Thursday July 2, 2020
Readings: Amos 7: 10 -17, Responsorial Psalm 19, Gospel: Matthew 9: 1 -8
In the Gospel, there are no ‘throw-away’ miracles; every wonder worked by Jesus has a teaching point – nowhere more so than with this cure of the paralytic. There are two miracles that happen here. One is physical and one is spiritual. The spiritual one is that this man’s sins are forgiven. The physical one is the healing of his paralysis.
The scribes thought that Jesus was blaspheming when he declared that the paralytic’s sins had been forgiven. Yet at the end, the crowds glorified God who had given such authority to human beings. I too thank God for giving this power to the Church, for the great privilege of having my sins forgiven through the sacrament of penance.
Some people today look on Jesus as having been no more than an admirable human being and teacher. But in this scene, not only does Jesus set out to show his original audience that there’s more to him than this – he almost seems to be reaching out to ourselves, over the centuries, to cure us too of any such ideas.
With the paralytic, he doesn’t just perform a miracle of healing. He lays down a claim beforehand – and then the miracles is to be the proof that backs up the claim. The people of that time had no illusions about the claim that Jesus was making : either he was going to act through God’s power – or he was blaspheming (a crime for which offenders could pay with their lives).
Jesus was more than a teacher or preacher he was also a worker of miracles. Further again, however, he was much more than just a wandering preacher to whom God might have given the gift of healing. He was on earth to give us a living, first-hand demonstration – both through his words and his ‘works’ – of what the God of heaven is actually like.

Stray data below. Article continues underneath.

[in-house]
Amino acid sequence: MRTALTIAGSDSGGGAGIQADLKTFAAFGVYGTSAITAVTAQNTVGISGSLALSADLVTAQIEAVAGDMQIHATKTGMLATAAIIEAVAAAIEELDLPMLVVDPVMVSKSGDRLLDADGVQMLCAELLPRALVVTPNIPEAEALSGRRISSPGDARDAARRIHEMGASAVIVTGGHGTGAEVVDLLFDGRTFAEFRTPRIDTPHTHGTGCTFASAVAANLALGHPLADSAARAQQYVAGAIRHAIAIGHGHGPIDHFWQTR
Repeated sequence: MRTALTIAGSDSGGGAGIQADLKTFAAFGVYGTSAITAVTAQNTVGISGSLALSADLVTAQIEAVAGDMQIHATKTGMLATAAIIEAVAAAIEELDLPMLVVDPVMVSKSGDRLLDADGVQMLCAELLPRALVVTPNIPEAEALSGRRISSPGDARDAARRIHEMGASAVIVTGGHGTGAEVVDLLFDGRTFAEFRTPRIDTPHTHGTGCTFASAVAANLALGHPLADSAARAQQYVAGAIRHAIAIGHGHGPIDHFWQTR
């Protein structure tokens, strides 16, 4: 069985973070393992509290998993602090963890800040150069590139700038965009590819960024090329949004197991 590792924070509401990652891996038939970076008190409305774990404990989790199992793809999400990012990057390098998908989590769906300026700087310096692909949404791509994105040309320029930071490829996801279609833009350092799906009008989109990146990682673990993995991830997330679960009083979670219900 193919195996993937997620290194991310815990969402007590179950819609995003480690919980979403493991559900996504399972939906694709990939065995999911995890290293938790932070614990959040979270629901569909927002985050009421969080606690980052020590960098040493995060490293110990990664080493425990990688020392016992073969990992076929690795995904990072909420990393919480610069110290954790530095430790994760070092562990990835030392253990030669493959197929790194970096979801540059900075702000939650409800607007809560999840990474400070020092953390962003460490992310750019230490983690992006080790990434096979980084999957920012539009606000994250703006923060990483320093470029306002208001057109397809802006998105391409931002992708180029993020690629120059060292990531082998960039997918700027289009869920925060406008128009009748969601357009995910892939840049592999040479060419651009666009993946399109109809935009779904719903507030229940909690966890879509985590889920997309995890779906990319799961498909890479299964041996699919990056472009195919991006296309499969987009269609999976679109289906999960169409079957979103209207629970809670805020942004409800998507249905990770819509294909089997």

The crowds “glorified God, who had given such authority to human beings”. In fact, the gap between God and human beings had been narrowed. The standing-room-only crowd looked up and saw chinks of light as the roof-tiles were removed to make way for the stretcher – But ‘sky-blue’ totally new thinking would next have to penetrate.
Acknowledging our need for forgiveness takes courage, but this courage is a great virtue and reveals a great strength of character on our part. Coming to Jesus to seek His mercy and forgiveness in our lives is the most important prayer we can pray and the foundation of all the rest of our prayers.
Reflect, today, upon how courageous you are in asking God for forgiveness and how humbly you are willing to acknowledge your sin. Making an act of humility like this is one of the most important things you can do.
God bless you. Have a blessed day.